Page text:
I was asked to talk about what we are doing to grow the biodynamic movement in the USA and how to reach out to more farmers by running field days, special programs, etc. I would like to expand this talk by including the question - how do we attract the next generation of young people into farming and specifically into biodynamic farming? I am going to speak about how Steffen and I have approached this question where we live and work and then we can have a discussion about that.

What we are seeing in the Hudson Valley is what I am calling the "Emerging Real Food Economy".  So the first thing is to notice that a country as large as the USA has regions. Within the Northeast itself, there is another region - the Hudson Valley - with the river, certain  micro - climates, certain markets - the biggest one is obviously NYC.... the way the land has been developed.... more hill farms up north - black soils in Orange county more horse farms in Duchess... more fruit alongside the river... etc.

The first thing to recognize is that biodynamic agriculture is part of this emerging real food economy. It is actually part of something place based that is larger than itself. WE may feel that it is the ultimate of all farming methods, but the world doesn't know that yet. So we have to take our part in a larger world context.... bringing health giving nutritious food to our region, helping to connect people to the soil, by being places that are open to the soul to soil connection and working very hard WITH OTHERS to ensure a socially just food distribution system. YES, as BD farmers we have great wisdom to bring to all these questions, but we have to work with others to be able to bring it.

We started by collaborating with our fellow farmers through CRAFT and the CSA movement. As I mentioned in my other talk - having apprentices and wanting to offer them some sense of how our operations differed - our growing techniques, Together 12 farms gathered over 30-40 apprentices and then each farmer had a topic - so farmers began to become educators simply by telling the story of their farm - of what they do with a specific topic slant. Of those 12 farms 3 were BD and when the apprentices came to us, we spoke about BD and our practices but in total collaboration with the organic farmers.  12 farm visits and a pot luck a baseline data form. One meeting in the spring one at the end with apprentices and one meeting of participating farmers in the winter. There are now 3 CRAFT groups in the Hudson valley and over  ...... across the country.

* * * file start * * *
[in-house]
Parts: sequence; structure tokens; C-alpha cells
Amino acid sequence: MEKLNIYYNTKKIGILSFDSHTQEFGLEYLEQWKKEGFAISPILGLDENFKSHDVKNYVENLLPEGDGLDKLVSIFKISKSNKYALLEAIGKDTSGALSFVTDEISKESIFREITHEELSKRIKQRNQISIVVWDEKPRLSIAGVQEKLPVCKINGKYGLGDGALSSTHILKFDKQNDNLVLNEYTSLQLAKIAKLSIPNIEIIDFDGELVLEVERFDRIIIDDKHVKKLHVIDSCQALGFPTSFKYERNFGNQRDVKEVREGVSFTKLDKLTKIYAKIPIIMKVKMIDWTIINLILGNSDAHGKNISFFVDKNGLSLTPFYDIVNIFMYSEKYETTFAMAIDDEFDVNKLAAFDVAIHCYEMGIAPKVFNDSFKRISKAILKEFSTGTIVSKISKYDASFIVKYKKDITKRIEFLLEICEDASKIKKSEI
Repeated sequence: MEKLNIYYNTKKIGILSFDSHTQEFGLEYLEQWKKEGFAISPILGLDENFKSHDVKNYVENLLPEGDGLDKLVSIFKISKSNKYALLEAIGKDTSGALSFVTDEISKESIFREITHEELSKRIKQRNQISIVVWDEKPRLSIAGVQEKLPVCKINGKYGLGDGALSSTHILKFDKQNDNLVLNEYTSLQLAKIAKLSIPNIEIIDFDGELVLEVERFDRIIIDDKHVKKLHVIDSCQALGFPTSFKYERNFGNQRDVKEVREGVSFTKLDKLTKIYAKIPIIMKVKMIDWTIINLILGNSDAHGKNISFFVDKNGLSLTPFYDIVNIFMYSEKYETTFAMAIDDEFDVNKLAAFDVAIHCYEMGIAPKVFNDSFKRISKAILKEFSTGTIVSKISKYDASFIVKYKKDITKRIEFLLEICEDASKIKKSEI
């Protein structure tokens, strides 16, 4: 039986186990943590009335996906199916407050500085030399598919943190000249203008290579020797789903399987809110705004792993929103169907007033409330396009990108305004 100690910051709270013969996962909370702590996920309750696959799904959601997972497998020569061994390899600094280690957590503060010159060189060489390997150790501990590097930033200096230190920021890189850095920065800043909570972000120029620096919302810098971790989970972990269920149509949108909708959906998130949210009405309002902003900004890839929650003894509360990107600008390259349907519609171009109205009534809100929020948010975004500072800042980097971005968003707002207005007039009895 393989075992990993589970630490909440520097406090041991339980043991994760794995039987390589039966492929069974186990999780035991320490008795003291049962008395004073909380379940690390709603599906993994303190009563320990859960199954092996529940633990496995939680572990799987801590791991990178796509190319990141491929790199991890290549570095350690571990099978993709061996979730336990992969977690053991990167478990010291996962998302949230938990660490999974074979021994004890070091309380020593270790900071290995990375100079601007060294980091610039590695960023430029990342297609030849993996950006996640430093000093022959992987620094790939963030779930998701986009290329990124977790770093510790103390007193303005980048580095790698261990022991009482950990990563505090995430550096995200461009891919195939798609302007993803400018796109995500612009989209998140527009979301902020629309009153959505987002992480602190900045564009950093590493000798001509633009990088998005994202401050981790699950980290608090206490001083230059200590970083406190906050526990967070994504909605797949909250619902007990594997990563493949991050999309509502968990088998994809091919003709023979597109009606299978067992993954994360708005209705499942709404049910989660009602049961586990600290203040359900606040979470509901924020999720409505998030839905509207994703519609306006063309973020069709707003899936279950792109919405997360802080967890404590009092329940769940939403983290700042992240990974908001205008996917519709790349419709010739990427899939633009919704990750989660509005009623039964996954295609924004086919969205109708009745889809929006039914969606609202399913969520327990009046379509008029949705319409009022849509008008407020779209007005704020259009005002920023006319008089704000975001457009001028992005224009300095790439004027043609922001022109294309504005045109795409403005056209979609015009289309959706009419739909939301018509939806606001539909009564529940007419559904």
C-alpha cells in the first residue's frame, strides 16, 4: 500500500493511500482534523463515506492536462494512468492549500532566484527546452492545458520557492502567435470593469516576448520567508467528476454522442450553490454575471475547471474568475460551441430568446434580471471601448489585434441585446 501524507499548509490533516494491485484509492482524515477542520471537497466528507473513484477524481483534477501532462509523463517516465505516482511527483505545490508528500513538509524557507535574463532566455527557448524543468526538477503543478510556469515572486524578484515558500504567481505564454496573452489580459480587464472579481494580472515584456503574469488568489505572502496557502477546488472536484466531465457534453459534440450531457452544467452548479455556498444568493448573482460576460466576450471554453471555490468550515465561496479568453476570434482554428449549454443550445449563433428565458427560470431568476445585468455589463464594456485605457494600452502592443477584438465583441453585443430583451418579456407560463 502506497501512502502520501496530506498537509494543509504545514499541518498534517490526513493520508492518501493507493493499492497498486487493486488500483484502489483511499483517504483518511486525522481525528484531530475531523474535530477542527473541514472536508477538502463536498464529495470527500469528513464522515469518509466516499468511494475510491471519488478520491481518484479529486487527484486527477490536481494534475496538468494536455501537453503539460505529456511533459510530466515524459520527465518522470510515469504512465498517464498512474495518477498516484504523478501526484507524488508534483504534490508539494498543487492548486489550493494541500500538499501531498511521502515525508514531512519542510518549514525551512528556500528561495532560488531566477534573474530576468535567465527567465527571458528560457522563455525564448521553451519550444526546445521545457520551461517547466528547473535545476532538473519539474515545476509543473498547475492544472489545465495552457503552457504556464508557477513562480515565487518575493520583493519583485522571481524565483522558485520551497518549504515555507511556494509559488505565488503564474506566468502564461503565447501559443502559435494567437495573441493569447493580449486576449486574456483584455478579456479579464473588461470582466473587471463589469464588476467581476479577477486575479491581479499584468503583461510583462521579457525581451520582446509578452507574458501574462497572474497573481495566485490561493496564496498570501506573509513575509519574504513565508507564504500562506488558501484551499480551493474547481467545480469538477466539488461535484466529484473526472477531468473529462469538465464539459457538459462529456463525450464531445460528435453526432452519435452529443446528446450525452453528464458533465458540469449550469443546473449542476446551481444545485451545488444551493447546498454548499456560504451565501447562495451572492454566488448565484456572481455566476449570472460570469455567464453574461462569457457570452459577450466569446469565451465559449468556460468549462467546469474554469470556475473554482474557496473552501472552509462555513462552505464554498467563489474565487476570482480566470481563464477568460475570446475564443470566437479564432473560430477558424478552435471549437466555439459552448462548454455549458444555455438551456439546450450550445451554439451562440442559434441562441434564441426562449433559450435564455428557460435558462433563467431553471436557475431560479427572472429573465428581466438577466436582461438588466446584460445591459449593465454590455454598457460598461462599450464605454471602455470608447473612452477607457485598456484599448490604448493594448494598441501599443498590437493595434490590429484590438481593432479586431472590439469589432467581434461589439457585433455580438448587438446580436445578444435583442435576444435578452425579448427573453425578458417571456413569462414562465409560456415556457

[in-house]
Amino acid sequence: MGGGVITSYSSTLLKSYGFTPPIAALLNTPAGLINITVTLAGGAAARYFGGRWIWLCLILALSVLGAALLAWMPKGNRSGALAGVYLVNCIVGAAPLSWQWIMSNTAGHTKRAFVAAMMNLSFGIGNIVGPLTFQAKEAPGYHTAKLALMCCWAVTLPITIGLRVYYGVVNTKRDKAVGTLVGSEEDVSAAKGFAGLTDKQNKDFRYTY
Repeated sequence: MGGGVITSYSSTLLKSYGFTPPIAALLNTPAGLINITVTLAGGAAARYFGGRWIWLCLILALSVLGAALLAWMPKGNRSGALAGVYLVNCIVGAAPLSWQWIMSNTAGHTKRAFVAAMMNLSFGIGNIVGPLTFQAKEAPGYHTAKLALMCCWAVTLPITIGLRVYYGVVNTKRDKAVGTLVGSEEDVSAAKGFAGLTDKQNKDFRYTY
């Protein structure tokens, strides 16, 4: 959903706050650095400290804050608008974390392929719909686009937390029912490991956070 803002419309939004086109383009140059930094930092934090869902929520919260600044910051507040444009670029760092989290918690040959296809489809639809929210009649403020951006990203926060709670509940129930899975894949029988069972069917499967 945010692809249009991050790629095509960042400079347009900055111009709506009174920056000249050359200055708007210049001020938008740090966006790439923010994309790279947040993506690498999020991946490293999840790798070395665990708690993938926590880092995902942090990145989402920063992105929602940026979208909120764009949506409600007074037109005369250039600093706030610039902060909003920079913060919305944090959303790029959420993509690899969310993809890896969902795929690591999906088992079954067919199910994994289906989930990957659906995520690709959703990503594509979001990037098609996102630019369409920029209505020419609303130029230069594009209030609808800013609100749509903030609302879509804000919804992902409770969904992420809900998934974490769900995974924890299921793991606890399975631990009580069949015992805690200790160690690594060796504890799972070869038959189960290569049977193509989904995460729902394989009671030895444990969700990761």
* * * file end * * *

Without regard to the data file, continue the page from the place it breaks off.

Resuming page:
From there it became clear that our young farmers needed more... Found LSP and Farm Beginnings. And this brings me to the Learning Center. The idea that farmers themselves are going to make this all happen is false. Farmers need to farm. They need to tell their story when asked and open their farms to others. They cannot grow the movement alone. The vocation of Farm Based Educator is still virtually unknown. In my opinion, every farm needs a LC with a Farm Based Educator organizing activities, programs and conferences and events for that farm or for a group of farms. 

In our case, that person was me. I found LSP and Farm Beginnings. Whole farm planning course which I am every year adapting more and more ... bringing in more concepts from BD - general ones - the farm organism, associative economics, the importance of composting and having animals - the social dimension of farming... into this course. One of the hallmarks of the emerging food economy in the Hudson Valley is the understanding of the relationship between growing the food, adding value to the food through artisanal food processing and direct marketing such as CSA... all part of the biodynamic model. Here again - coursework, field days, one on one mentoring with farmers, skills workshops, and year long mentoring sessions open that possibility to spread the word about biodynamic agriculture.